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Cuban Spanish is the variety of the Spanish language as it is spoken in Cuba. As a Caribbean language variety, Cuban Spanish shares a number of features with nearby varieties, including coda deletion, seseo, and /s/ debuccalization.
Characteristic of Cuban Spanish is the weak pronunciation of consonants, especially at the end of a syllable. Syllable-final /s/ weakens to [h] or disappears entirely; word-final /n/ becomes [ŋ]; syllable-final /r/ may become [l] or [j], or even become entirely silent. The fricative variants of /d/, /b/, /g/ (i.e. [ð], [β], [ɣ]) are also significantly weakened when occurring after a vowel: [ð] tends to disappear entirely, while [β] and [ɣ] become weak approximants, with no friction at all and often barely audible as consonants. All of these characteristics occur to one degree or another in other Caribbean varieties, as well as in many dialects in Andalusia (in southern Spain) — the historical origin of these characteristics.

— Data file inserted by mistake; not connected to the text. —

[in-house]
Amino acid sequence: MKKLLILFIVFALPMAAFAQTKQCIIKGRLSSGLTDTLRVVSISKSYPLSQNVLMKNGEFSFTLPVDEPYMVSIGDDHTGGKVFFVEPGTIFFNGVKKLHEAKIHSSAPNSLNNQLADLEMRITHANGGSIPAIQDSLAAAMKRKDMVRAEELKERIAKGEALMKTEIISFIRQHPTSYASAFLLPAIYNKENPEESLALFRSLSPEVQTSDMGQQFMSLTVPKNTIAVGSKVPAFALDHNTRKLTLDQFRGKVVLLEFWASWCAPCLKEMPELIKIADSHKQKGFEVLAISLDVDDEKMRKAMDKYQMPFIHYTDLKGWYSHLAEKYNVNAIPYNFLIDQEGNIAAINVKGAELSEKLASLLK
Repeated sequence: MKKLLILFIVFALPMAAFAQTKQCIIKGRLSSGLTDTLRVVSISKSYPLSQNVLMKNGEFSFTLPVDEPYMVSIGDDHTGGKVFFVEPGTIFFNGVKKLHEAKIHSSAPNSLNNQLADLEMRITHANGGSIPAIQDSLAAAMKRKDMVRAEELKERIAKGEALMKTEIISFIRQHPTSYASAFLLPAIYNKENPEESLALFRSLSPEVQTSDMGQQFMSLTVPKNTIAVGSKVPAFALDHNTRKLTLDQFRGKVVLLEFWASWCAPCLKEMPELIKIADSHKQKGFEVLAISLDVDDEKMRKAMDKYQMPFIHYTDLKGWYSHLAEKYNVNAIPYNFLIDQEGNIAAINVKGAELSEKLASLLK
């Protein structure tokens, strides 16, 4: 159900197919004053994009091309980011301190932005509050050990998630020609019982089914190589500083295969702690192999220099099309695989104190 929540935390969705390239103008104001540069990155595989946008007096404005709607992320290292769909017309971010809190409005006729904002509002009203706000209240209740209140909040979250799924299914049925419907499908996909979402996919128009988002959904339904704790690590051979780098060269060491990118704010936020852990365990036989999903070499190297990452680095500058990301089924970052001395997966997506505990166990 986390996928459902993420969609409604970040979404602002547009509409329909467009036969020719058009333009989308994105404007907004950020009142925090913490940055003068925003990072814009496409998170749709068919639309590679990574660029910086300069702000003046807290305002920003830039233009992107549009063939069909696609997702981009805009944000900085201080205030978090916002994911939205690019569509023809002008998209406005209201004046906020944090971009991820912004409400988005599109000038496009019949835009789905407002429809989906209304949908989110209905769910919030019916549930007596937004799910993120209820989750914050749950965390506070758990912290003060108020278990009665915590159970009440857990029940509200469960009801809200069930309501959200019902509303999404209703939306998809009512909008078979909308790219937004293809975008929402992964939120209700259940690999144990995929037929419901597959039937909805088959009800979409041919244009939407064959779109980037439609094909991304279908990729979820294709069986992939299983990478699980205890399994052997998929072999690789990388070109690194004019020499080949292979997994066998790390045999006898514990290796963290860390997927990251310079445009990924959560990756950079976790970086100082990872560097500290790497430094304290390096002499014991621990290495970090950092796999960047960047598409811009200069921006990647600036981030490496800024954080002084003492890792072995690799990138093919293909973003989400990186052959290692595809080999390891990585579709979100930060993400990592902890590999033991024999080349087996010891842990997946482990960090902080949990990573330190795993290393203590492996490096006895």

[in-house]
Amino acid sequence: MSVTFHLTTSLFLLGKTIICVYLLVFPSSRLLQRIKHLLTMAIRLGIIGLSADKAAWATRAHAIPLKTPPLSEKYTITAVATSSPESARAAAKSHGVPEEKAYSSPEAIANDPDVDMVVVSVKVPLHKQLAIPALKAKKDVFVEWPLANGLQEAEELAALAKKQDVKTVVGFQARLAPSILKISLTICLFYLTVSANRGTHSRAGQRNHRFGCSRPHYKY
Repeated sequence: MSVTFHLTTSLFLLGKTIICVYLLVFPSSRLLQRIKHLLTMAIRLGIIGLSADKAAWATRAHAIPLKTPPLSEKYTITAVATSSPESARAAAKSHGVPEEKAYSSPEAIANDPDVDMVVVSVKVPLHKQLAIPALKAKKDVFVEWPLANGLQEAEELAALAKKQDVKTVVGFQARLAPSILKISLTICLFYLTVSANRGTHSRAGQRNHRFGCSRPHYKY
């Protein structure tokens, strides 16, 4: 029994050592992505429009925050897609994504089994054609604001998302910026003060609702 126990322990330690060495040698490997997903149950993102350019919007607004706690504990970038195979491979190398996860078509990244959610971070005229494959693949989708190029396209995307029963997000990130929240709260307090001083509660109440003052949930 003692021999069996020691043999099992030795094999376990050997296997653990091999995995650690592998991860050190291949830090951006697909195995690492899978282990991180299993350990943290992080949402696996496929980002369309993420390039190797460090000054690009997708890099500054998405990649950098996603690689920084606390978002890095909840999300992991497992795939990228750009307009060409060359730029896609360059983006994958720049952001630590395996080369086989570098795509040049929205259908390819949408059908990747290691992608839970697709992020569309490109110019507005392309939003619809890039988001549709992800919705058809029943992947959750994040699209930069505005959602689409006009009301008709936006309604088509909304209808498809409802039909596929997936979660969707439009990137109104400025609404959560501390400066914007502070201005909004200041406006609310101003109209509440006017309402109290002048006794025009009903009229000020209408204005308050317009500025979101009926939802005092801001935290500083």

One of the most prominent features of Cuban Spanish is the debuccalization of /s/ in syllable coda. This trait is shared with most American varieties of Spanish spoken in coastal and low areas (Lowland Spanish), as well as with Canarian Spanish and the Spanish spoken in the southern half of the Iberian Peninsula.
Take for example, the following sentence:
- Esos perros no tienen dueños
- [ˈesoh ˈperoh no ˈtjeneŋ ˈdweɲoh]
- ('Those dogs do not have owners')
Also, because /s/ may also be deleted in the syllable coda and because this feature has variable realizations, any or all instances of [h] in the above example may be dropped, potentially rendering [ˈeso ˈpero no ˈtjeneŋ ˈdweɲo]. Other examples: disfrutar ("to enjoy") is pronounced [dihfruˈtar], and fresco ("fresh") becomes [ˈfrehko]. In Havana, después ("after[ward]") is typically pronounced [dehˈpwe].